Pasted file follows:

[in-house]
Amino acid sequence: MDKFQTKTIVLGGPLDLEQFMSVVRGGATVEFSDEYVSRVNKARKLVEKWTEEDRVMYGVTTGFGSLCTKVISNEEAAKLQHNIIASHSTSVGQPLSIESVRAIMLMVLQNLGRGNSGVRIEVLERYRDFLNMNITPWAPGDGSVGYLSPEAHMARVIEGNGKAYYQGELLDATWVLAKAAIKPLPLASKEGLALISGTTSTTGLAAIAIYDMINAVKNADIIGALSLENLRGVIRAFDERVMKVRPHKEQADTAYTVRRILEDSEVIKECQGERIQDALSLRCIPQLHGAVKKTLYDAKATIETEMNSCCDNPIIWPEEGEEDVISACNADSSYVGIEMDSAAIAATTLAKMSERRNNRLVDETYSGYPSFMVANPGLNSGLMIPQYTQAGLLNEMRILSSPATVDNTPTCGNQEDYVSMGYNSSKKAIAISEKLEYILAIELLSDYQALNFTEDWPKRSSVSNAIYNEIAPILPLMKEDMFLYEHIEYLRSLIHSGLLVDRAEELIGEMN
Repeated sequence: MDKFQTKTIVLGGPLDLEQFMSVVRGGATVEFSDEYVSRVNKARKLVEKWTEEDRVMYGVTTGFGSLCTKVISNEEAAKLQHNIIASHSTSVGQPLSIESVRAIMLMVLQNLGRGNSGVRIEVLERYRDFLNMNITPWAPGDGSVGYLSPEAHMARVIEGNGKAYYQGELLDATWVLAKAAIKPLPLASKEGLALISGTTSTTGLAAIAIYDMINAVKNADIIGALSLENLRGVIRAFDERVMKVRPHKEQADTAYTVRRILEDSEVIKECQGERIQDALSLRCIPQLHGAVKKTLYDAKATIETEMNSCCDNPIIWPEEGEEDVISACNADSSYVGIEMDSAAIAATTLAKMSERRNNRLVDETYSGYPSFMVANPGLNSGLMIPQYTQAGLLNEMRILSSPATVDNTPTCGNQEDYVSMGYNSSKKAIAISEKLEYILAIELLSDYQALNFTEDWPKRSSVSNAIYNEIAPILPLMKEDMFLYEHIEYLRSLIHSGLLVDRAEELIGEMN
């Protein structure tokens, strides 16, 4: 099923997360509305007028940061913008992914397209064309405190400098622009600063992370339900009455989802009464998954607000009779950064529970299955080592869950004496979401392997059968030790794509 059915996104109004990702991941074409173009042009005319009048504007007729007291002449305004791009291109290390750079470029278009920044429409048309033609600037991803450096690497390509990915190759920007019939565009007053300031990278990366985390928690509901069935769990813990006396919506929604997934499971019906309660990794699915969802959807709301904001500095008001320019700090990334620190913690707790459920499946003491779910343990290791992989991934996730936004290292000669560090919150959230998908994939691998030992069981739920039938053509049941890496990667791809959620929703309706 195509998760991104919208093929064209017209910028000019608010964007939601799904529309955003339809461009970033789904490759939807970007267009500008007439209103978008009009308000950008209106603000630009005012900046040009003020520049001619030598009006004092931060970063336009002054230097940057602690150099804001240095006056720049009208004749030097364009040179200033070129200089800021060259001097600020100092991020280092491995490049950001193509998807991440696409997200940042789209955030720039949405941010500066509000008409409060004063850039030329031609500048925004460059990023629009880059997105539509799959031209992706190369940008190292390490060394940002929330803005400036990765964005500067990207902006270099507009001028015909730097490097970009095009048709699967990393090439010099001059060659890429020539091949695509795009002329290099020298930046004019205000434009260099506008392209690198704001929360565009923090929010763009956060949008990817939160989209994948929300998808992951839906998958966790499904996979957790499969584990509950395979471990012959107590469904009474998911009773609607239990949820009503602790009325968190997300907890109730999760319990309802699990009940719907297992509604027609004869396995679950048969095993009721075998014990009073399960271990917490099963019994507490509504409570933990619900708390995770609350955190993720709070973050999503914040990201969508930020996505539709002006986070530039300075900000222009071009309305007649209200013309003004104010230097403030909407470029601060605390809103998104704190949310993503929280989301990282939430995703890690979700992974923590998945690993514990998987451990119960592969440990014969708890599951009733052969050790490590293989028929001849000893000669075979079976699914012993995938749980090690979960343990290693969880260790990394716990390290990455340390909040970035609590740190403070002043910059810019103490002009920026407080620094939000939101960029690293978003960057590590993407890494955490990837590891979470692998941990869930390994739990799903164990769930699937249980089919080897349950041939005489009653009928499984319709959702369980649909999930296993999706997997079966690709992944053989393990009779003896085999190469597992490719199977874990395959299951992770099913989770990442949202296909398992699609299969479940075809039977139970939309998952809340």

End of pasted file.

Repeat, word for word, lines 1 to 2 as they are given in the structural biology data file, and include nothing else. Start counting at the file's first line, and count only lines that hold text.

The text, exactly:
[in-house]
Amino acid sequence: MDKFQTKTIVLGGPLDLEQFMSVVRGGATVEFSDEYVSRVNKARKLVEKWTEEDRVMYGVTTGFGSLCTKVISNEEAAKLQHNIIASHSTSVGQPLSIESVRAIMLMVLQNLGRGNSGVRIEVLERYRDFLNMNITPWAPGDGSVGYLSPEAHMARVIEGNGKAYYQGELLDATWVLAKAAIKPLPLASKEGLALISGTTSTTGLAAIAIYDMINAVKNADIIGALSLENLRGVIRAFDERVMKVRPHKEQADTAYTVRRILEDSEVIKECQGERIQDALSLRCIPQLHGAVKKTLYDAKATIETEMNSCCDNPIIWPEEGEEDVISACNADSSYVGIEMDSAAIAATTLAKMSERRNNRLVDETYSGYPSFMVANPGLNSGLMIPQYTQAGLLNEMRILSSPATVDNTPTCGNQEDYVSMGYNSSKKAIAISEKLEYILAIELLSDYQALNFTEDWPKRSSVSNAIYNEIAPILPLMKEDMFLYEHIEYLRSLIHSGLLVDRAEELIGEMN